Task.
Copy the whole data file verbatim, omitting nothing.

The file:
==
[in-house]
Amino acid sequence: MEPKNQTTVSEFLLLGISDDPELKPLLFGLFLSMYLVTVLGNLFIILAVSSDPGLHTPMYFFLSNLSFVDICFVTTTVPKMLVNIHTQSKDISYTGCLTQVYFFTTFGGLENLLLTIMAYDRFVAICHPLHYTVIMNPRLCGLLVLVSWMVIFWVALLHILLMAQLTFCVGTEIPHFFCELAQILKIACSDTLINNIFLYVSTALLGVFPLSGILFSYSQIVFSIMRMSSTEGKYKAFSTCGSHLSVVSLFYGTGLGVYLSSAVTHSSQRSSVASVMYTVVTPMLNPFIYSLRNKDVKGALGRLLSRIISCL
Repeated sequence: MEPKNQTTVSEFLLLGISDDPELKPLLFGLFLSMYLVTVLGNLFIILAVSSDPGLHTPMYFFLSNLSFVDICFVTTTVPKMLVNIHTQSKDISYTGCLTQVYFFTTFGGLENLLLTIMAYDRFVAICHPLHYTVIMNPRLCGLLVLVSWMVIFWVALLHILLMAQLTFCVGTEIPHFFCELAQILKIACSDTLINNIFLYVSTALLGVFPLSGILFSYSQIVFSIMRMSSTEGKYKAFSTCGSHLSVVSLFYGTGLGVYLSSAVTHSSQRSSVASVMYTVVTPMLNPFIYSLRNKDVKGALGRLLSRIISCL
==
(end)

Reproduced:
[in-house]
Amino acid sequence: MEPKNQTTVSEFLLLGISDDPELKPLLFGLFLSMYLVTVLGNLFIILAVSSDPGLHTPMYFFLSNLSFVDICFVTTTVPKMLVNIHTQSKDISYTGCLTQVYFFTTFGGLENLLLTIMAYDRFVAICHPLHYTVIMNPRLCGLLVLVSWMVIFWVALLHILLMAQLTFCVGTEIPHFFCELAQILKIACSDTLINNIFLYVSTALLGVFPLSGILFSYSQIVFSIMRMSSTEGKYKAFSTCGSHLSVVSLFYGTGLGVYLSSAVTHSSQRSSVASVMYTVVTPMLNPFIYSLRNKDVKGALGRLLSRIISCL
Repeated sequence: MEPKNQTTVSEFLLLGISDDPELKPLLFGLFLSMYLVTVLGNLFIILAVSSDPGLHTPMYFFLSNLSFVDICFVTTTVPKMLVNIHTQSKDISYTGCLTQVYFFTTFGGLENLLLTIMAYDRFVAICHPLHYTVIMNPRLCGLLVLVSWMVIFWVALLHILLMAQLTFCVGTEIPHFFCELAQILKIACSDTLINNIFLYVSTALLGVFPLSGILFSYSQIVFSIMRMSSTEGKYKAFSTCGSHLSVVSLFYGTGLGVYLSSAVTHSSQRSSVASVMYTVVTPMLNPFIYSLRNKDVKGALGRLLSRIISCL